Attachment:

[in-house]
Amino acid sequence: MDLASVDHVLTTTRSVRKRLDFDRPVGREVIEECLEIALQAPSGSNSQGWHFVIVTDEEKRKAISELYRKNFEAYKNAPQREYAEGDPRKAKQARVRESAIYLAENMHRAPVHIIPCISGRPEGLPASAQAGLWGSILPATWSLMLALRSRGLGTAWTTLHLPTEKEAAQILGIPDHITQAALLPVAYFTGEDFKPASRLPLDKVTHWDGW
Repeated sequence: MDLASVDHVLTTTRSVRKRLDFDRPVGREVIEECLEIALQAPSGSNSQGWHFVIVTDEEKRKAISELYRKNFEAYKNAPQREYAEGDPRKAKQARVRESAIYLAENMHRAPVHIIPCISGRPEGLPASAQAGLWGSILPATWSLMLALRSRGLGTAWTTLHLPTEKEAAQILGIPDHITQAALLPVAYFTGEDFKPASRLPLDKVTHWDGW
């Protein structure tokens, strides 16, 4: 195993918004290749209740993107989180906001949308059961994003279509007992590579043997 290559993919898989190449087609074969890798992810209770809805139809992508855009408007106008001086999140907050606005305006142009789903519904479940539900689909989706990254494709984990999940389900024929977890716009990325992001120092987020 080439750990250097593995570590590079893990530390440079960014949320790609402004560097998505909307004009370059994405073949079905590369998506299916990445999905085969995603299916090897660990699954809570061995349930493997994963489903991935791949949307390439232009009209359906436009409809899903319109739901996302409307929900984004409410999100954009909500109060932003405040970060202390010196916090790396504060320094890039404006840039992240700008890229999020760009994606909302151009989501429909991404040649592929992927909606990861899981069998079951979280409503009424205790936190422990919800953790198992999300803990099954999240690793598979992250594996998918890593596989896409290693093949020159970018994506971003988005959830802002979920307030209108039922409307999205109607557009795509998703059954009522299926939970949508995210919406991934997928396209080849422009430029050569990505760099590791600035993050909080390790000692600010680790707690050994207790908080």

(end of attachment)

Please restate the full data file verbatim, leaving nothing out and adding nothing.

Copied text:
[in-house]
Amino acid sequence: MDLASVDHVLTTTRSVRKRLDFDRPVGREVIEECLEIALQAPSGSNSQGWHFVIVTDEEKRKAISELYRKNFEAYKNAPQREYAEGDPRKAKQARVRESAIYLAENMHRAPVHIIPCISGRPEGLPASAQAGLWGSILPATWSLMLALRSRGLGTAWTTLHLPTEKEAAQILGIPDHITQAALLPVAYFTGEDFKPASRLPLDKVTHWDGW
Repeated sequence: MDLASVDHVLTTTRSVRKRLDFDRPVGREVIEECLEIALQAPSGSNSQGWHFVIVTDEEKRKAISELYRKNFEAYKNAPQREYAEGDPRKAKQARVRESAIYLAENMHRAPVHIIPCISGRPEGLPASAQAGLWGSILPATWSLMLALRSRGLGTAWTTLHLPTEKEAAQILGIPDHITQAALLPVAYFTGEDFKPASRLPLDKVTHWDGW
């Protein structure tokens, strides 16, 4: 195993918004290749209740993107989180906001949308059961994003279509007992590579043997 290559993919898989190449087609074969890798992810209770809805139809992508855009408007106008001086999140907050606005305006142009789903519904479940539900689909989706990254494709984990999940389900024929977890716009990325992001120092987020 080439750990250097593995570590590079893990530390440079960014949320790609402004560097998505909307004009370059994405073949079905590369998506299916990445999905085969995603299916090897660990699954809570061995349930493997994963489903991935791949949307390439232009009209359906436009409809899903319109739901996302409307929900984004409410999100954009909500109060932003405040970060202390010196916090790396504060320094890039404006840039992240700008890229999020760009994606909302151009989501429909991404040649592929992927909606990861899981069998079951979280409503009424205790936190422990919800953790198992999300803990099954999240690793598979992250594996998918890593596989896409290693093949020159970018994506971003988005959830802002979920307030209108039922409307999205109607557009795509998703059954009522299926939970949508995210919406991934997928396209080849422009430029050569990505760099590791600035993050909080390790000692600010680790707690050994207790908080």